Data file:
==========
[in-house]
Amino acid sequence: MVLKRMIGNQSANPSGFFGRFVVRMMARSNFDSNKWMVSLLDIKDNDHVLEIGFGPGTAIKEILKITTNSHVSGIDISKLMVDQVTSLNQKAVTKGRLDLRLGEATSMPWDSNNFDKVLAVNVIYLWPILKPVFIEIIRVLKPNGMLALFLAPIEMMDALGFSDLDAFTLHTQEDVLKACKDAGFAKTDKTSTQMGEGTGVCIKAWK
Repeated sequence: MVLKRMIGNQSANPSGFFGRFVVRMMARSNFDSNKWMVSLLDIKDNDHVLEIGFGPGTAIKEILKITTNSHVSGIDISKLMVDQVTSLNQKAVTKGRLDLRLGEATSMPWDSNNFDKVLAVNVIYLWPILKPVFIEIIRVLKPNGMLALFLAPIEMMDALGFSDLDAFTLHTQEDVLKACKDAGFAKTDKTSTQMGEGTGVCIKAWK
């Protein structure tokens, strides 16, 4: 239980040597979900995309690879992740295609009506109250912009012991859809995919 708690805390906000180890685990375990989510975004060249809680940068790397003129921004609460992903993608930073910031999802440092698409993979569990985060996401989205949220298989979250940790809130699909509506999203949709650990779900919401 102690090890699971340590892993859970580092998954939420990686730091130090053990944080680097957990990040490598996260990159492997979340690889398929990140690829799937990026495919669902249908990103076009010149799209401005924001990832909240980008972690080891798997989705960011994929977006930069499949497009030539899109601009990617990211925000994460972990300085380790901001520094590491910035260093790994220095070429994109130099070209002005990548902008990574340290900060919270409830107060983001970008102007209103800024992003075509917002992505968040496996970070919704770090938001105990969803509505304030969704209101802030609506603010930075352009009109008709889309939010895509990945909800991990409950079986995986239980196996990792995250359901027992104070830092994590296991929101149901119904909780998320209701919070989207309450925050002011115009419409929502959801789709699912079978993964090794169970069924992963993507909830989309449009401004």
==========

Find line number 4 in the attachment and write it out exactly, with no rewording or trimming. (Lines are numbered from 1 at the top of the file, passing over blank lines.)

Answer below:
């Protein structure tokens, strides 16, 4: 239980040597979900995309690879992740295609009506109250912009012991859809995919 708690805390906000180890685990375990989510975004060249809680940068790397003129921004609460992903993608930073910031999802440092698409993979569990985060996401989205949220298989979250940790809130699909509506999203949709650990779900919401 102690090890699971340590892993859970580092998954939420990686730091130090053990944080680097957990990040490598996260990159492997979340690889398929990140690829799937990026495919669902249908990103076009010149799209401005924001990832909240980008972690080891798997989705960011994929977006930069499949497009030539899109601009990617990211925000994460972990300085380790901001520094590491910035260093790994220095070429994109130099070209002005990548902008990574340290900060919270409830107060983001970008102007209103800024992003075509917002992505968040496996970070919704770090938001105990969803509505304030969704209101802030609506603010930075352009009109008709889309939010895509990945909800991990409950079986995986239980196996990792995250359901027992104070830092994590296991929101149901119904909780998320209701919070989207309450925050002011115009419409929502959801789709699912079978993964090794169970069924992963993507909830989309449009401004």